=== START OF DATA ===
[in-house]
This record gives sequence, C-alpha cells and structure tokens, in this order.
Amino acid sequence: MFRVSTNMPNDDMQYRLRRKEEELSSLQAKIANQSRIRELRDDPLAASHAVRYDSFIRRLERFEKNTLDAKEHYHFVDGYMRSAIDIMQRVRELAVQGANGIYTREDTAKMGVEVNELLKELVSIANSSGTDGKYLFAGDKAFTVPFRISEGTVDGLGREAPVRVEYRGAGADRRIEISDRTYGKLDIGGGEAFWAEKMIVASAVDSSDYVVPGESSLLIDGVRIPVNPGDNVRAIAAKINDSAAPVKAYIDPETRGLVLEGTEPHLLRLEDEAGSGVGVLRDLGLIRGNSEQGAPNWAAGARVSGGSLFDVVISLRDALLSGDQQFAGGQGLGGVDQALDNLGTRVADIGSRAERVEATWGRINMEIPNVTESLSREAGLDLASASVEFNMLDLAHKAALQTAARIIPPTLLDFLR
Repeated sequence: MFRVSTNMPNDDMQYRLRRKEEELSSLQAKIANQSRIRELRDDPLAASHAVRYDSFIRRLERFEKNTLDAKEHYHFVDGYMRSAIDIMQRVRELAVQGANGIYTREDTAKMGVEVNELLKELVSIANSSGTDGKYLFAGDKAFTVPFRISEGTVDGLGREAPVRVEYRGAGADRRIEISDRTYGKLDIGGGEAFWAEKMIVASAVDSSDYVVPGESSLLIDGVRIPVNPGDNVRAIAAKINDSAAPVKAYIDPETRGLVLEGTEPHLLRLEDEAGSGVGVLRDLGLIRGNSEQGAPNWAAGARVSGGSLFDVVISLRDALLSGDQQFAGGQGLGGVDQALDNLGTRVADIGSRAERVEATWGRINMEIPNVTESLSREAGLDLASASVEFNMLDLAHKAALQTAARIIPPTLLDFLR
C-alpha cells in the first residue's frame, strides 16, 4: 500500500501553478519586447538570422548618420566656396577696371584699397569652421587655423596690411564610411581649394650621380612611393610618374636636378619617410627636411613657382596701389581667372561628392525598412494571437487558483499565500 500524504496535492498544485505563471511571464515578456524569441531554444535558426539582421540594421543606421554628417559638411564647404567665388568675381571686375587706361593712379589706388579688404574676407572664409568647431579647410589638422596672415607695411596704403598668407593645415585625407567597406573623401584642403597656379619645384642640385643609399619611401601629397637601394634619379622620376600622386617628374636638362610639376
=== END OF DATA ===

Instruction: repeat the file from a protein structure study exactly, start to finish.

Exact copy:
[in-house]
This record gives sequence, C-alpha cells and structure tokens, in this order.
Amino acid sequence: MFRVSTNMPNDDMQYRLRRKEEELSSLQAKIANQSRIRELRDDPLAASHAVRYDSFIRRLERFEKNTLDAKEHYHFVDGYMRSAIDIMQRVRELAVQGANGIYTREDTAKMGVEVNELLKELVSIANSSGTDGKYLFAGDKAFTVPFRISEGTVDGLGREAPVRVEYRGAGADRRIEISDRTYGKLDIGGGEAFWAEKMIVASAVDSSDYVVPGESSLLIDGVRIPVNPGDNVRAIAAKINDSAAPVKAYIDPETRGLVLEGTEPHLLRLEDEAGSGVGVLRDLGLIRGNSEQGAPNWAAGARVSGGSLFDVVISLRDALLSGDQQFAGGQGLGGVDQALDNLGTRVADIGSRAERVEATWGRINMEIPNVTESLSREAGLDLASASVEFNMLDLAHKAALQTAARIIPPTLLDFLR
Repeated sequence: MFRVSTNMPNDDMQYRLRRKEEELSSLQAKIANQSRIRELRDDPLAASHAVRYDSFIRRLERFEKNTLDAKEHYHFVDGYMRSAIDIMQRVRELAVQGANGIYTREDTAKMGVEVNELLKELVSIANSSGTDGKYLFAGDKAFTVPFRISEGTVDGLGREAPVRVEYRGAGADRRIEISDRTYGKLDIGGGEAFWAEKMIVASAVDSSDYVVPGESSLLIDGVRIPVNPGDNVRAIAAKINDSAAPVKAYIDPETRGLVLEGTEPHLLRLEDEAGSGVGVLRDLGLIRGNSEQGAPNWAAGARVSGGSLFDVVISLRDALLSGDQQFAGGQGLGGVDQALDNLGTRVADIGSRAERVEATWGRINMEIPNVTESLSREAGLDLASASVEFNMLDLAHKAALQTAARIIPPTLLDFLR
C-alpha cells in the first residue's frame, strides 16, 4: 500500500501553478519586447538570422548618420566656396577696371584699397569652421587655423596690411564610411581649394650621380612611393610618374636636378619617410627636411613657382596701389581667372561628392525598412494571437487558483499565500 500524504496535492498544485505563471511571464515578456524569441531554444535558426539582421540594421543606421554628417559638411564647404567665388568675381571686375587706361593712379589706388579688404574676407572664409568647431579647410589638422596672415607695411596704403598668407593645415585625407567597406573623401584642403597656379619645384642640385643609399619611401601629397637601394634619379622620376600622386617628374636638362610639376